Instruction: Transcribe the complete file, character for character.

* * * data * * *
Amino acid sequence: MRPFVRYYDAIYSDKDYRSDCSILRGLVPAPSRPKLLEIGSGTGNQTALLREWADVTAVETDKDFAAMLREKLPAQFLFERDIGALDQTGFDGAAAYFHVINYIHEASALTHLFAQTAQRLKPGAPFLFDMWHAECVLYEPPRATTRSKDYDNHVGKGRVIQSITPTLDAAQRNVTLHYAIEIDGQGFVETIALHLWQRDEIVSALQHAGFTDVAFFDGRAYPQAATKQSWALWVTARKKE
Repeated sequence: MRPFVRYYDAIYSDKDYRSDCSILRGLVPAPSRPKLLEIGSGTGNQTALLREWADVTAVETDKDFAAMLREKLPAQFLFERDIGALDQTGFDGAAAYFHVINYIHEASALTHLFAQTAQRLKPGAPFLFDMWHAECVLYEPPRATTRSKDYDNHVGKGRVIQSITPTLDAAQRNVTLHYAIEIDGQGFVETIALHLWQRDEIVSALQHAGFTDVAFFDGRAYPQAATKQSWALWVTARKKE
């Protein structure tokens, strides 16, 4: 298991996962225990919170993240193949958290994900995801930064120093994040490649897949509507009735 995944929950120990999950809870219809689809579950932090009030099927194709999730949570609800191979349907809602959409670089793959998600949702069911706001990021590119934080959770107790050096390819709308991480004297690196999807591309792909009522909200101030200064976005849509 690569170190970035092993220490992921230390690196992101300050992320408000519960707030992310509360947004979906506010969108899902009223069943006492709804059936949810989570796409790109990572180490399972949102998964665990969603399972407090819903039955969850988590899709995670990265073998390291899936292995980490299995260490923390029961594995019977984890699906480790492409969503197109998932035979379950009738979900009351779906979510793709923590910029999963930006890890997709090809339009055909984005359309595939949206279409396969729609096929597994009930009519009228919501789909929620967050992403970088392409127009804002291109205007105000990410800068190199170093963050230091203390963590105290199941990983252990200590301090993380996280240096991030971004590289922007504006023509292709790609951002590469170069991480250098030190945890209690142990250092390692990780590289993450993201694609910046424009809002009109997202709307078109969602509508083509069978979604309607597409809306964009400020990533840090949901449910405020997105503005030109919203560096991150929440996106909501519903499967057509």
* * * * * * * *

Amino acid sequence: MRPFVRYYDAIYSDKDYRSDCSILRGLVPAPSRPKLLEIGSGTGNQTALLREWADVTAVETDKDFAAMLREKLPAQFLFERDIGALDQTGFDGAAAYFHVINYIHEASALTHLFAQTAQRLKPGAPFLFDMWHAECVLYEPPRATTRSKDYDNHVGKGRVIQSITPTLDAAQRNVTLHYAIEIDGQGFVETIALHLWQRDEIVSALQHAGFTDVAFFDGRAYPQAATKQSWALWVTARKKE
Repeated sequence: MRPFVRYYDAIYSDKDYRSDCSILRGLVPAPSRPKLLEIGSGTGNQTALLREWADVTAVETDKDFAAMLREKLPAQFLFERDIGALDQTGFDGAAAYFHVINYIHEASALTHLFAQTAQRLKPGAPFLFDMWHAECVLYEPPRATTRSKDYDNHVGKGRVIQSITPTLDAAQRNVTLHYAIEIDGQGFVETIALHLWQRDEIVSALQHAGFTDVAFFDGRAYPQAATKQSWALWVTARKKE
């Protein structure tokens, strides 16, 4: 298991996962225990919170993240193949958290994900995801930064120093994040490649897949509507009735 995944929950120990999950809870219809689809579950932090009030099927194709999730949570609800191979349907809602959409670089793959998600949702069911706001990021590119934080959770107790050096390819709308991480004297690196999807591309792909009522909200101030200064976005849509 690569170190970035092993220490992921230390690196992101300050992320408000519960707030992310509360947004979906506010969108899902009223069943006492709804059936949810989570796409790109990572180490399972949102998964665990969603399972407090819903039955969850988590899709995670990265073998390291899936292995980490299995260490923390029961594995019977984890699906480790492409969503197109998932035979379950009738979900009351779906979510793709923590910029999963930006890890997709090809339009055909984005359309595939949206279409396969729609096929597994009930009519009228919501789909929620967050992403970088392409127009804002291109205007105000990410800068190199170093963050230091203390963590105290199941990983252990200590301090993380996280240096991030971004590289922007504006023509292709790609951002590469170069991480250098030190945890209690142990250092390692990780590289993450993201694609910046424009809002009109997202709307078109969602509508083509069978979604309607597409809306964009400020990533840090949901449910405020997105503005030109919203560096991150929440996106909501519903499967057509």